Meat and Dairy
Meat and Dairy
This video between Dr Mercola and Dr Saladino is an excellent discussion on animal meat and the part it plays in the diet.
Dr Saladino supports the idea of eating animal protein but only if it is nose to tail. He explains that eating just the meat is not healthy. One reason is that there is only a small amount of certain amino acids present in meat as opposed to the organs which contain many more and balance out the meat portion.
He points out that animal meat contains the amino acid methionine but it is without sufficient of the amino acid glycine to balance it. Although methionine is useful in that it is a methyl donor to SAMe which is used in the Methylation process (more on Methylation in 'The Truth About...'), without glycine to balance it, it depletes the glycine stores in our body.
Glycine is essential for building collagen and for the electron reduction of glutathione - the body's main anti-oxidant for combating oxidative stress. It is therefore important not to consume too much methionine without consuming the other amino acids including glycine through organ meat and fish etc.
See also the role of saturated fats contained in animal meat and it's negative impact on the cardiovascular system (The Truth about... Saturated Fats).
Also meat, being acidic, uses calcium to neutralize the acid. This depletes the body's stores of calcium. This can lead to bone loss and osteoporosis. Several reasons thus to limit the consumption of animal meat, unless consumed with other organ meat.
Organ meats, on the other hand, being much more nutrient dense, can be consumed in small quantities and still provide sufficient nutritional benefits.
See from minute 20.
Dr Mark Hyman is this video explains succinctly why dairy is not good for you.
1. Too much calcium above the other minerals that make up bones makes them more brittle and increase the risk of bone fractures.
2. Populations with the lowest rates of dairy and calcium consumption, like Africa and Asia, have the lowest rates of osteoporosis.
3. Due to the high oestrogen content, dairy can raise the risk of prostrate cancer by 30-50%.
4. The concentration of animal protein and hormones in dairy increases the body's level of Insulin like Growth Factor 1 (IGF1), a known cancer promoter.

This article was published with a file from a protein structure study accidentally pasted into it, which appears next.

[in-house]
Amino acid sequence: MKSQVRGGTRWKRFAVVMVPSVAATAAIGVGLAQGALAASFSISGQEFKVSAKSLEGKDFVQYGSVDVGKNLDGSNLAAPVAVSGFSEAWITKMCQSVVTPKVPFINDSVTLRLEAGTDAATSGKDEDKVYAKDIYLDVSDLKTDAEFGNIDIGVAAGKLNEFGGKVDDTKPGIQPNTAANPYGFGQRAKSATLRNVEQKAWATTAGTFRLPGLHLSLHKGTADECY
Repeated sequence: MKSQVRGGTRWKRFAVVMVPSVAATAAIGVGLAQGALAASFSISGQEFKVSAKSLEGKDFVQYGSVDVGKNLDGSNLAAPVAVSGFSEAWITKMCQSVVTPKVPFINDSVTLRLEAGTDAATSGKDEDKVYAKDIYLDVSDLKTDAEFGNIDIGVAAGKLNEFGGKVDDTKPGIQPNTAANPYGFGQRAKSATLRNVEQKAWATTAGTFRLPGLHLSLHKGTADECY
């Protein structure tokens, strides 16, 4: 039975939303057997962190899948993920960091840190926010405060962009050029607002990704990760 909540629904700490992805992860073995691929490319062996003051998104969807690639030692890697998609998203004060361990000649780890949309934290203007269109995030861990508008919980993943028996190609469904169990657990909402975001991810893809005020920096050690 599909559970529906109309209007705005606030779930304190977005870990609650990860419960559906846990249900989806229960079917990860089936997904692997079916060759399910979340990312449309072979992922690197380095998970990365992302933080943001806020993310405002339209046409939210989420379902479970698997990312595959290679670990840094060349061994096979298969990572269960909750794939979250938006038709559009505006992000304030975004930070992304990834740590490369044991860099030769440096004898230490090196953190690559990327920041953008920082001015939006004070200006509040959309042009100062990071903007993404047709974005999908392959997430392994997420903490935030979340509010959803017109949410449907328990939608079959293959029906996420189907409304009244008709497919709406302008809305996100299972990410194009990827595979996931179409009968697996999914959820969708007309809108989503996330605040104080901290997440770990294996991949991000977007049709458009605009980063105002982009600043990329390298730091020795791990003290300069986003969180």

5. About 75% of the world's population is genetically unable to properly digest milk, a problem called Lactose Intolerance.
Why do you suppose that is? Well, quite simply, we're really not meant to consume dairy.
6. Full of long-chain saturated fat, dairy is thus linked to heart disease, diabetes and dementia.
7. Full of pesticides, hormones and antibiotics, dairy may contribute to allergies, sinus issues, ear infections and constipation.
Dr Mark Hyman
If you must drink cow's milk, choose A2 milk.
A1 versus A2 dairy
What do the terms mean?
Casein is the largest group of proteins in milk, making up about 80% of total protein content.
There are several types of casein in milk. Beta-casein is the second most prevalent and exists in at least 13 different forms.
The two most common forms are:
A1 beta-casein. Milk from breeds of cows that originated in northern Europe is generally high in A1 beta-casein. These breeds include Holstein, Friesian, Ayrshire, and British Shorthorn.
A2 beta-casein. Milk that is high in A2 beta-casein is mainly found in breeds that originated in the Channel Islands and southern France. These include Guernsey, Jersey, Charolais, and Limousin cows.
Regular milk contains both A1 and A2 beta-casein, but A2 milk contains only A2 beta-casein.
Some studies suggest that A1 beta-casein may be harmful and that A2 beta-casein is a safer choice.
Thus, there is some public and scientific debate over these two types of milk.
One test in rabbits showed that A1 beta-casein promoted fat buildup in injured blood vessels. This buildup was much lower when the rabbits consumed A2 beta-casein (15Trusted Source).
Fat accumulation may potentially clog blood vessels and cause heart disease.
A2 milk still contains lactose and milk protein, so it is not appropriate for people with lactose intolerance, galactosemia, or a milk allergy.
Written by Atli Arnarson, PhD on March 14, 2019. Healthline.com
Barbara O'Neill explains the acid-alkaline balance (minute 1), the acidity of meat (minute 50) and how the acid-alkaline balance affects your health (minute 11).